From June 4th to June 18th, 2014, a team from the Partnership for Canada-Caribbean Community Climate Change Adaptation (ParCA) travelled to Shelburne County and the Region of Queens Municipality in Nova Scotia. The team was primarily composed of 4 Master’s candidates from the University of Waterloo: Shandel Brown, Saveena Patara, Maliha Majeed and Andrea Minano. Other associates from ParCA were able to attend for parts of the trip, including Dr. Carolyn Brown (University of Prince Edward Island) and Dr. Ahmed Khan (St. Mary’s University).
Each member of the ParCA team had a series of goals to accomplish during this trip. Saveena and Shandel focused on delivering the results of their research based on in-person interviews to community members and stakeholders in the study site. Their secondary role was to share their experiences and contacts with Maliha and Andrea, who are responsible for conducting follow-up research in Shelburne and Queens. These stakeholders and community members varied widely from institutions, roles, responsibilities, and fields of expertise. Some examples of these contacts included Mike MacLeod (Planner from Liverpool), Dayle Eshelby (Lockeport Councillor), Jen Graham (Coastal Coordinator for Ecology Action Centre), and tourism and fisheries stakeholders across the region. Through these meetings, it was possible to gain a more thorough understanding of the current challenges and uncertainties the communities are currently facing in relation to climate change, aging populations, and economic limitations.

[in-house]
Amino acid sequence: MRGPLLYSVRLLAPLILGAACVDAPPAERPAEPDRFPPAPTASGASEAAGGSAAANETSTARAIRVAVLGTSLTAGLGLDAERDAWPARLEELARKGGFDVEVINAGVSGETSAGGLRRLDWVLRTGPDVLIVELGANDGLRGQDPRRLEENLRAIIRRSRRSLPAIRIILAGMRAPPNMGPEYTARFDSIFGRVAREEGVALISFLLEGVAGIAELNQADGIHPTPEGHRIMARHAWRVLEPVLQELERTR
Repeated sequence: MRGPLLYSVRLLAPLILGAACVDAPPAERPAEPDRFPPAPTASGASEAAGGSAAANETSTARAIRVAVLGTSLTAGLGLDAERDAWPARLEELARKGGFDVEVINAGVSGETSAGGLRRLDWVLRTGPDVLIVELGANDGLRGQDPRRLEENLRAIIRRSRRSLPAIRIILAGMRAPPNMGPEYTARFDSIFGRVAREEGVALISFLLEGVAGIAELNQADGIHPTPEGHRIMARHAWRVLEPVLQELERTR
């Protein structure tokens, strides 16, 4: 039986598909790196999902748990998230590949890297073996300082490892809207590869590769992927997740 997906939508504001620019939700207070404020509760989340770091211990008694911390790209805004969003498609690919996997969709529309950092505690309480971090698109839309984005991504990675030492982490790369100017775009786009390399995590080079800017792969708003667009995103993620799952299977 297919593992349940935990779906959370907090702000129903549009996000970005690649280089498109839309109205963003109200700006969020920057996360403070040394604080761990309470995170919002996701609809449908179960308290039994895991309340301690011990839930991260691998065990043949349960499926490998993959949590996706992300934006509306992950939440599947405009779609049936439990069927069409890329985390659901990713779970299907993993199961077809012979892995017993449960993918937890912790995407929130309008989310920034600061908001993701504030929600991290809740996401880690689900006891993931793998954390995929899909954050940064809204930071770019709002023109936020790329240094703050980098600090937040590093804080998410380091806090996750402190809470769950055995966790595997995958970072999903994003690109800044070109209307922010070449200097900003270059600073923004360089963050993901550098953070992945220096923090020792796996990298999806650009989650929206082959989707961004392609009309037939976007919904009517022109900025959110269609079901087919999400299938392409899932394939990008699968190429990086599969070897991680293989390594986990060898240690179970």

Andrea and Maliha were able to scope the study site and become more aware of the relevance, importance and need of climate change research in the South Shore. Andrea was also able to test a web-mapping pilot survey for understanding the technological gaps with South Shore participants and gaining an insight to the environmental vulnerabilities across a wide geographic region. Participants were able to complete the survey without help from researchers while contributing information regarding flood and erosion-prone areas in the South Shore. Some of this information offered a greater insight to the environmental challenges in the community and an opportunity for the researcher to visit the indicated sites and take geo-tagged photos. The information gathered through the pilot study is highly valuable as these details will now be taken into account in the future directions of research.
In the final week of the trip, the team left the South Shore to present at the Coastal Zones Canada conference. The presenters and the presentations of the conference offered an insight to research initiatives in coastal environments, many of which were related to climate change in Nova Scotia. Several ParCA members from the University of Prince Edward Island, St. Mary’s University, University of Waterloo and the University of the West Indies made an appearance and discussed a wide variety of topics from the role of governance in climate change adaptation to climate change vulnerability assessments using Geographic Information Systems. The significance of these studies and research initiatives was highlighted by a panel discussion which offered an insight to the importance of sharing research results with communities who were engaged in studies. This, for many of the panelists, was seen as a vital change in research and as a necessary practice in the future.